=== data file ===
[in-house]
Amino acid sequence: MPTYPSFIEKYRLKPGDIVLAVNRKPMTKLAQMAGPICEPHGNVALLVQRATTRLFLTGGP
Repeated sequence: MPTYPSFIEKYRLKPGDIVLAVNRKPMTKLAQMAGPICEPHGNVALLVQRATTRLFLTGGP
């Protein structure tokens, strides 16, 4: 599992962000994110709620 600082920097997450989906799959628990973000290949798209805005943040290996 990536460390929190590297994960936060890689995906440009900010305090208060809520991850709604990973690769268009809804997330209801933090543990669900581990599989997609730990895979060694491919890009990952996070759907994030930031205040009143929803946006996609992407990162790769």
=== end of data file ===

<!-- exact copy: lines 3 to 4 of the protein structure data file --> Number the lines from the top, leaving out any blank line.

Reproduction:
Repeated sequence: MPTYPSFIEKYRLKPGDIVLAVNRKPMTKLAQMAGPICEPHGNVALLVQRATTRLFLTGGP
């Protein structure tokens, strides 16, 4: 599992962000994110709620 600082920097997450989906799959628990973000290949798209805005943040290996 990536460390929190590297994960936060890689995906440009900010305090208060809520991850709604990973690769268009809804997330209801933090543990669900581990599989997609730990895979060694491919890009990952996070759907994030930031205040009143929803946006996609992407990162790769």